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Interviews

Steven Bernstein: Proud Member of the Pre-Computer Absorption Generation

By Published: November 20, 2006
AAJ: Just to cover the cost of tape, say.

SB: Well, we don't use tape anymore. We all just record onto hard drive. I mean, there was no tape for a few months—it was all gone. But they have started making it again. But tape is like $180 for 20 minutes, and a hard drive is $200 for two CDs. So everyone just buys the hard drive.

AAJ: Time to talk about Sex Mob. This is your longstanding quartet of you, saxophonist Briggan Krauss, bassist Tony Scherr and drummer Kenny Wollesen. This is a pretty popular band. If Sex Mob is a party band, it's the smartest party band of all time. The group's new CD is Sexotica, which came out on Thirsty Ear the same day as the MTO CD, right?

SB: Same day, yeah.

AAJ: Before we talk about this new one, just tell me about Sex Mob—what you like about playing with these three guys in this band.

SB: We really create a language that is so personal. It's kind of like all four of us feel that the way we play in this band is the way that we really play, and you have to change a little to play with anybody else. So everyone gets to do this really natural thing that they do. So it's incredible; me and Briggan have developed this total language together. Now when he plays the saxophone, he can sound like a slide trumpet—he can move between notes in this really ridiculous way. He's always had his own language, which I immediately heard and incorporated into the sound of the band. Then there's Tony, who's kind of this über-bassist. He can just do whatever he wants on his bass: he can be the guitarist, the pianist, the drummer, the horn player—and keep pounding away on the bass. Kenny knows all these different rhythms. So we play everything. We play some straight-ahead stuff, we play rock. It's funny, I talked with someone, and he said Sex Mob was my "funk band. I don't have a funk band! I don't have any band that's a style. I just have bands.

AAJ: You have a Sex-Mob-style band.

SB: Yeah! It's Sex-Mob-style band. It's just a band that's these guys. We have hundreds and hundreds of tunes. It's interesting—we hadn't seen each other for two months, and we played in Europe at this really cool little festival where you play in these old barns outside of this small town and people bike from place to place. It was nice, because when you play a big concert or festival, you kind of have to go for your hits, because you're playing for a couple thousand people and you have to make those grand gestures to make it work. But we were playing in a small environment for a couple hundred people in an enclosed space, and man, we did four sets and we never repeated a song. And we hadn't seen each other for two months. But before we played, I was just saying, "Hey, remember this one? "Oh, yeah. You remember that part of it? "Yeah, right, that part—I forgot about that.

We just have so many songs. There's such a huge library of stuff in that band after eleven years. I've written so many charts, and these guys all have incredible memories. They remember everything. Briggan's the only one who carries charts with him, and sometimes I'll carry some of the newer songs. Tony and Kenny don't carry anything; it's all in their heads. So it's amazing. We've had one rehearsal in eleven years, one actual rehearsal where we called a rehearsal at an actual rehearsal studio. Before we did Sex Mob Does Bond, we got together at the club that afternoon and ran some charts. But we did a concert of waltz music once, and I had these twelve-page charts, and they were exact transcriptions of Strauss waltzes. It was really complex—you had to go from this section to this section to this section. So I said, "You know, we're actually going to have to have a rehearsal. But in eleven years, that was our one rehearsal.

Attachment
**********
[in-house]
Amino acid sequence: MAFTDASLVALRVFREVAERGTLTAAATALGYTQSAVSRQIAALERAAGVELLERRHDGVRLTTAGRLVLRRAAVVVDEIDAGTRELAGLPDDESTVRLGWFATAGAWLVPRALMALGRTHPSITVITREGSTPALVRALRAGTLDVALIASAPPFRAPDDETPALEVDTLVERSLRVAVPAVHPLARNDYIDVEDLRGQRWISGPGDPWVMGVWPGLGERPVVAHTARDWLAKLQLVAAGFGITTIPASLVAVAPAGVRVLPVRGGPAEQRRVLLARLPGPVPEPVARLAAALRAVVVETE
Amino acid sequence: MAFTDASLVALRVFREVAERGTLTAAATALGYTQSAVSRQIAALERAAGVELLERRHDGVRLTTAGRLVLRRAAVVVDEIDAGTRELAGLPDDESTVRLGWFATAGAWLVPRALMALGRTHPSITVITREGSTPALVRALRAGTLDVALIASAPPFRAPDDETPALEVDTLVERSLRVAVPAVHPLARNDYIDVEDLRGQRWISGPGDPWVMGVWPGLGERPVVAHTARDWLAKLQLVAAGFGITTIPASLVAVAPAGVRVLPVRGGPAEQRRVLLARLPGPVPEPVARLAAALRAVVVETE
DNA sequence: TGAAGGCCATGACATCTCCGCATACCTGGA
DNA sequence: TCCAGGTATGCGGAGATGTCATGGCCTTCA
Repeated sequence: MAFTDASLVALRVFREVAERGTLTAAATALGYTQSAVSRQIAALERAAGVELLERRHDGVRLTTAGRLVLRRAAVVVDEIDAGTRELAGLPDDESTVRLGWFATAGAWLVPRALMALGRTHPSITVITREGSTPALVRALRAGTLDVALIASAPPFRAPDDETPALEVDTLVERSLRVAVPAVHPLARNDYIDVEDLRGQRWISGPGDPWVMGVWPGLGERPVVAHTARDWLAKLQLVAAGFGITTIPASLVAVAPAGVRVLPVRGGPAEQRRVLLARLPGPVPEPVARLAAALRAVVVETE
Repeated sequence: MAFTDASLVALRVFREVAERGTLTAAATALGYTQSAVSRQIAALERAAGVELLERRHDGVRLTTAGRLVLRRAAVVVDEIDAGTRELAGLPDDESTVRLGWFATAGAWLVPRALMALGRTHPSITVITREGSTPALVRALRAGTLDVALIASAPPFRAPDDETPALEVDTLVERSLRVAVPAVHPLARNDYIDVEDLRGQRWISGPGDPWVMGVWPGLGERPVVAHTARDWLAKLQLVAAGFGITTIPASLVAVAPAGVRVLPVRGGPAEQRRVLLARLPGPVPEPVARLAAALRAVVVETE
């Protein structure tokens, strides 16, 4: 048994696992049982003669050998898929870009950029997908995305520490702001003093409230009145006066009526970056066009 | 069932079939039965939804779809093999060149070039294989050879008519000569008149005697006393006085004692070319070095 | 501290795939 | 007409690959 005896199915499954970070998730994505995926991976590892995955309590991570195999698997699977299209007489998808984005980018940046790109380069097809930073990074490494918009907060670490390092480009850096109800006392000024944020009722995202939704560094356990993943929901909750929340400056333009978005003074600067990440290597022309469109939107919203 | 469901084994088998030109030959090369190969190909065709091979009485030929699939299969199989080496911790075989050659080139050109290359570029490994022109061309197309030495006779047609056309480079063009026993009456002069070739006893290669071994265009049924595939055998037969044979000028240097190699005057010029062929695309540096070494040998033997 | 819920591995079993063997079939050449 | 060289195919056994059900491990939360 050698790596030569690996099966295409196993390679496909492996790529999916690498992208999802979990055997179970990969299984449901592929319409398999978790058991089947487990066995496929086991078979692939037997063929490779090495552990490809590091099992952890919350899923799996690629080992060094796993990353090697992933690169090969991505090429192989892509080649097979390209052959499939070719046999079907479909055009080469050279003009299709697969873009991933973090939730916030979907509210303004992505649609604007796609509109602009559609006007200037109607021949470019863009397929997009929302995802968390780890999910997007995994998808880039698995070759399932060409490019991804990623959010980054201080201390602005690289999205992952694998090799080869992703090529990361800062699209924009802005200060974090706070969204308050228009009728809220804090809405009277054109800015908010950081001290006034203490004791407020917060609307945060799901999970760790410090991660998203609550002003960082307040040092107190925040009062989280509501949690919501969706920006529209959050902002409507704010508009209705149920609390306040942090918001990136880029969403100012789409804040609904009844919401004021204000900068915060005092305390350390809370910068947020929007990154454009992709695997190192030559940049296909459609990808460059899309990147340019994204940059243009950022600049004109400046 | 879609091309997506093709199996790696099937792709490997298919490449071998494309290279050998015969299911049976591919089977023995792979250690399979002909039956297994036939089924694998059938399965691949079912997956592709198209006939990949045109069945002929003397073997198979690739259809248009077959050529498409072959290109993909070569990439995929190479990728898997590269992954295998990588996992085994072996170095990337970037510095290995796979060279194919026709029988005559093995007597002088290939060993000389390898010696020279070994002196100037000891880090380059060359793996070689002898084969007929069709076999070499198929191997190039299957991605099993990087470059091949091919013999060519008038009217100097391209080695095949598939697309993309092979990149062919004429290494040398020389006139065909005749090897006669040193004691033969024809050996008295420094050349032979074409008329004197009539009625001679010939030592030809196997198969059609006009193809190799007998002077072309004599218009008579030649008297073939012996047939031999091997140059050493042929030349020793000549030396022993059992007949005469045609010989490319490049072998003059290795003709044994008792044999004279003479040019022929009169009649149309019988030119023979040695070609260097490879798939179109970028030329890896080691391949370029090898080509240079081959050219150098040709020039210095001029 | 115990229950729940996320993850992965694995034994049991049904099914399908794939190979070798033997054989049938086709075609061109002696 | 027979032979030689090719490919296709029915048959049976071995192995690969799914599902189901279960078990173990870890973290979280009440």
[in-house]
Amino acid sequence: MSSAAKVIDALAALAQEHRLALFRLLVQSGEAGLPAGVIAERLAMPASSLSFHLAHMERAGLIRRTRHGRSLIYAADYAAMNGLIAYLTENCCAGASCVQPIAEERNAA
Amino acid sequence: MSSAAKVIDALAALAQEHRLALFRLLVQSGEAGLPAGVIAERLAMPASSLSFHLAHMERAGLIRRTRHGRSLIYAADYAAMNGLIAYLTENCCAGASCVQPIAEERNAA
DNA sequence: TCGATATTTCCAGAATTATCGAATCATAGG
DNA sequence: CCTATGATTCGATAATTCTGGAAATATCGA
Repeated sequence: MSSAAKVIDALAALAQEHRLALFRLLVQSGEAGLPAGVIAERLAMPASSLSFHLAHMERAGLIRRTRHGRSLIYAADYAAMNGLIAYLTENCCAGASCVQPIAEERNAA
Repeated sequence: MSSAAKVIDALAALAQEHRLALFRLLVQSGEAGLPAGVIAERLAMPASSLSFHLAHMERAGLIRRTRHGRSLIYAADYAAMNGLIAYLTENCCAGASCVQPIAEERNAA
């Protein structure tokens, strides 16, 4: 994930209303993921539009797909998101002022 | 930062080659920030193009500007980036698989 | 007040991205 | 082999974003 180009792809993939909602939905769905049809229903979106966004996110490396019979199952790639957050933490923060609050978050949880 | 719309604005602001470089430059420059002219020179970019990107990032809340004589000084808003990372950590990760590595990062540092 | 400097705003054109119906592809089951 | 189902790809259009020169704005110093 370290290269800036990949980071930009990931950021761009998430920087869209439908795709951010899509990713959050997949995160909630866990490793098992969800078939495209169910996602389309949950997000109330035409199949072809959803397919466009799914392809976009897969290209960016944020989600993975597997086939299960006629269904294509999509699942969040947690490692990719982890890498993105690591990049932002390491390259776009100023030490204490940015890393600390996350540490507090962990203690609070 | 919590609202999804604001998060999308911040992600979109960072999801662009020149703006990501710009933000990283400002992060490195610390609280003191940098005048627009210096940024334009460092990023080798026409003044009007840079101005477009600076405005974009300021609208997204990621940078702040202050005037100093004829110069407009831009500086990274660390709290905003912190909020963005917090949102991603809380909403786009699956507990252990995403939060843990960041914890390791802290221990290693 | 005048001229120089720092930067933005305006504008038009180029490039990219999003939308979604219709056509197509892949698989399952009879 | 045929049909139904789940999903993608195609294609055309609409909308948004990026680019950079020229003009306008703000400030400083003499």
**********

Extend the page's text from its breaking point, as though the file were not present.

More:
AAJ: That one seems kind of called-for.

SB: Yeah. But it's a pretty unique way of creating a band—it's being created onstage. With both bands, actually, but even more for Sex Mob, because we've been doing it onstage for eleven years.

AAJ: Sounds like some fortunate relationships to have.

SB: Yeah. Unfortunately, because everyone's so busy, we don't really play that much, but luckily now, whenever we play, we're either playing at Tonic for our friends or playing in Europe for a lot of money. We barely play the States; I've kind of given up on that. I don't really give a shit at this point. I'm not going to kill myself. I'm 44 years old; I make a really good living as a musician. If people don't want to pay me, I'm not going to go! I'm not going to bang my head against a wall. I can play with Lou Reed, and Levon Helm, and Rufus Wainwright, and write music for TV jingles, and make money doing that. I did it, I went on the road—Sex Mob paid serious dues on the road, man. We went out there. We've never had a tour manager; I drive the van and I check the guys into the hotel. It's all self-propelled. The guys just believe in me. "You lead, we'll be there, man. At this point, I feel like everyone knows at this point that we're one of the really cool, unique bands in the world. We just do what we do, and I don't have anything to prove.

There are people who really like this music all over the world, and I know that. When we play a festival in Europe, and it's like, World Saxophone Quartet one night, and us the next night, and Mingus Dynasty the next night—that's all you've got to say. And we're all part of the same community; when we're backstage, they all know Sex Mob. So I feel if the U.S. promoters can't figure it out, well then, forget it. Like I said, I'm not going to bang my head against a wall.



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